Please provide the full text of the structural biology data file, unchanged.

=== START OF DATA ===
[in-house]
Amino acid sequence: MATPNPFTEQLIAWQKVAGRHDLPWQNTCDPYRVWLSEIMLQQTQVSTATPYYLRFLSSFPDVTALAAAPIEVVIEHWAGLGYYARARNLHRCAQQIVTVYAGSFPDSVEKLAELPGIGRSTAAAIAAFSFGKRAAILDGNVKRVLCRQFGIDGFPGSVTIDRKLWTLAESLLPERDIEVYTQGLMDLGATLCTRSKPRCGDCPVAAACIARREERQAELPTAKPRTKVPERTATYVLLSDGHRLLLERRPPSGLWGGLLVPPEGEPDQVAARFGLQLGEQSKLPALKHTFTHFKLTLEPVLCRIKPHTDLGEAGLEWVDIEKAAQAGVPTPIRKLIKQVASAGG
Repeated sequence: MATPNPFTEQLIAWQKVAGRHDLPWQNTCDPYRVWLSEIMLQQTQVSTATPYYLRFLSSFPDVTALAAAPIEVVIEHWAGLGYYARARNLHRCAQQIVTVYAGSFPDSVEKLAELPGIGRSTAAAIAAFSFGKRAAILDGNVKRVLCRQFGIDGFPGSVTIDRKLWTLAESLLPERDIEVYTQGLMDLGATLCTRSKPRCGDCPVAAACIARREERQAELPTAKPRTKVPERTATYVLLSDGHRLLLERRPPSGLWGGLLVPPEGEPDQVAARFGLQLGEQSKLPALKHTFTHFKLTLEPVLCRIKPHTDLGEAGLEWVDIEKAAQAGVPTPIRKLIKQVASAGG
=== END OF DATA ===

[in-house]
Amino acid sequence: MATPNPFTEQLIAWQKVAGRHDLPWQNTCDPYRVWLSEIMLQQTQVSTATPYYLRFLSSFPDVTALAAAPIEVVIEHWAGLGYYARARNLHRCAQQIVTVYAGSFPDSVEKLAELPGIGRSTAAAIAAFSFGKRAAILDGNVKRVLCRQFGIDGFPGSVTIDRKLWTLAESLLPERDIEVYTQGLMDLGATLCTRSKPRCGDCPVAAACIARREERQAELPTAKPRTKVPERTATYVLLSDGHRLLLERRPPSGLWGGLLVPPEGEPDQVAARFGLQLGEQSKLPALKHTFTHFKLTLEPVLCRIKPHTDLGEAGLEWVDIEKAAQAGVPTPIRKLIKQVASAGG
Repeated sequence: MATPNPFTEQLIAWQKVAGRHDLPWQNTCDPYRVWLSEIMLQQTQVSTATPYYLRFLSSFPDVTALAAAPIEVVIEHWAGLGYYARARNLHRCAQQIVTVYAGSFPDSVEKLAELPGIGRSTAAAIAAFSFGKRAAILDGNVKRVLCRQFGIDGFPGSVTIDRKLWTLAESLLPERDIEVYTQGLMDLGATLCTRSKPRCGDCPVAAACIARREERQAELPTAKPRTKVPERTATYVLLSDGHRLLLERRPPSGLWGGLLVPPEGEPDQVAARFGLQLGEQSKLPALKHTFTHFKLTLEPVLCRIKPHTDLGEAGLEWVDIEKAAQAGVPTPIRKLIKQVASAGG